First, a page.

The Capper Nomads Europe Adventure travel blog

Whitby Abbey

Reflection of the Abbey in the pond

Imagine stain glass windows

Detailed stone work

Looking out to the bay

Inside the walls

Towards the main nave

Inside looking up

Another look around

Amazing !


Across the ruins

Detailed outside walls

Cholmley House

Gargooles in the museum

Looking along the coast

Impressive Whitby sands

Looking across to the old town, the 99 steps and the Abbey

Looking down onto the town

Today we visited the seaside town of Whitby. Our first stop was the impressive Whitby Abbey. We had seen a recent program on the BBC which had included part of the history of the Abbey from the woman’s perspective and so it was a must for us to visit.

The first monastery on the site was founded in AD 657 by King Oswy of Northumbria. It was a monastery for both men and women. The monastery was led by, according to history, the royal princess, the formidable Abbess Hilda. In her time the future direction of Christianity in Britain was decided by King Oswy at a Synod at Whitby. At the time there was two forms distinguished by differing worship traditions, labeled the “Ionan” and “Roman” traditions. The “Ionan” practice was that of the Irish monks who resided in a monastery on the isle of Iona (a tradition within "Celtic Christianity”), whereas the “Roman” tradition kept observances according to the customs of Rome. The kingdom of Northumbria had both forms, the main differences between the two was when Easter was celebrated. After cases presented by both sides the decision was made in favour of the Roman traditions and the rest is history.

The ruins of the abbey seen today is the second abbey on the site which was built in Norman times and continued until it was destroyed by Henry VIII in 1540 during the Dissolution of the Monasteries. The abbey buildings fell into ruins, but it remained a prominent landmark for sailors and helped inspire Bram Stoker's Dracula. The Abbey was further damaged during the World War II by a German battle cruiser.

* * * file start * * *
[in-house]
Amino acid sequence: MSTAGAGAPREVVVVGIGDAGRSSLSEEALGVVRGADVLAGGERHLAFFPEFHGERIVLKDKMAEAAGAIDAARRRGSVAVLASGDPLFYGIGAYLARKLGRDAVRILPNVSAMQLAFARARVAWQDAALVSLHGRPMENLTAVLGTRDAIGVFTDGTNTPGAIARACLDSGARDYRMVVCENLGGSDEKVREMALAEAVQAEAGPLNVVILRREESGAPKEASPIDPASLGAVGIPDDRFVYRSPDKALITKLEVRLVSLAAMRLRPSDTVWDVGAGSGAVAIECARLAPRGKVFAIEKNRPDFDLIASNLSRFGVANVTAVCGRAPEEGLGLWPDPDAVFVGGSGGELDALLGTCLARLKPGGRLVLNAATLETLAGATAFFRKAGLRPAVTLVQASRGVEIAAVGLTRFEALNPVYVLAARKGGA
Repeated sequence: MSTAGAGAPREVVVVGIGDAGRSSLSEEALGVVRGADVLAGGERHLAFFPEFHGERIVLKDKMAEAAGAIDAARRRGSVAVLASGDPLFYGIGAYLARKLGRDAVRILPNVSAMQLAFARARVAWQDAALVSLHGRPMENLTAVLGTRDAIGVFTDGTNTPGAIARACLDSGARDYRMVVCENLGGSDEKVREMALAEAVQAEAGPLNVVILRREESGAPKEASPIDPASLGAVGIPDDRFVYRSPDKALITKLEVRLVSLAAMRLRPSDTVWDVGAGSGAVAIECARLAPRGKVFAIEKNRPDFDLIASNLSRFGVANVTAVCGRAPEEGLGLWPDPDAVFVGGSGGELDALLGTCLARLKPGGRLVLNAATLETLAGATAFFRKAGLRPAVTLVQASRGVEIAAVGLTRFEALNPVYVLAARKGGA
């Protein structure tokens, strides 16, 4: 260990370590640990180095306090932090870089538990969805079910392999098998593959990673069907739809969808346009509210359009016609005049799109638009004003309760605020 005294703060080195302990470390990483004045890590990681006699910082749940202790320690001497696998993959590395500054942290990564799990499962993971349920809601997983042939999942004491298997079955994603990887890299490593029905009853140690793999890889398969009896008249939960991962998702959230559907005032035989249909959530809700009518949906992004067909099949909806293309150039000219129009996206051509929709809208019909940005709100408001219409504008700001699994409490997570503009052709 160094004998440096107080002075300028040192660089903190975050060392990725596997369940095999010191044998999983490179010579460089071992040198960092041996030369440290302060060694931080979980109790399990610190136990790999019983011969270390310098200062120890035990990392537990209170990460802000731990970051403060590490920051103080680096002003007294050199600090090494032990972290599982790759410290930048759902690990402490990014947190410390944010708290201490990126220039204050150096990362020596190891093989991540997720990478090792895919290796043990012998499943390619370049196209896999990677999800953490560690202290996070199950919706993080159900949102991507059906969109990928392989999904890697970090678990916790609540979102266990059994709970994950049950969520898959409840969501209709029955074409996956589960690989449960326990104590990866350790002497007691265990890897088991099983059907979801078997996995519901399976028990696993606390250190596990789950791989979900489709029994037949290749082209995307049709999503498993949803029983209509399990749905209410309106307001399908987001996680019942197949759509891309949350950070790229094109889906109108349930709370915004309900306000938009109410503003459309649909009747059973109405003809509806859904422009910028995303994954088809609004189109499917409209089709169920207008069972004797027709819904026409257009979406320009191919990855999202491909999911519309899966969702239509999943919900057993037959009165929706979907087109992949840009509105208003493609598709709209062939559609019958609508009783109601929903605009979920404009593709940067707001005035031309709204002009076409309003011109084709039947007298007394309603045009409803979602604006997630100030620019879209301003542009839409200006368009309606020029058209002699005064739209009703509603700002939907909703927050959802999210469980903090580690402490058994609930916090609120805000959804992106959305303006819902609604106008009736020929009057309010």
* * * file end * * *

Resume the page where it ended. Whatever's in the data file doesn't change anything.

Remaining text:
The Abbey was amazing. Although a ruin you really got the atmosphere and an impression of how it used to be. Its position on a headland overlooking Whitby makes it still a prominent feature of the local landscape. After exploring the ruins with the very informative audio guide we visited the small museum with artefacts from the site located in the Cholmley House, a building with its own history going back to the civil war. Miss Daisy was allowed into the museum but was very unsure about walking on the suspended floor!

After lunch we headed into Whitby. It was very very busy so rather than wander around the narrow streets of the old town we went to the top of the cliffs and walked along the prom. We got great views down into the town and the vast expanse of Whitby Bay sand. It was just glorious in the sunshine.

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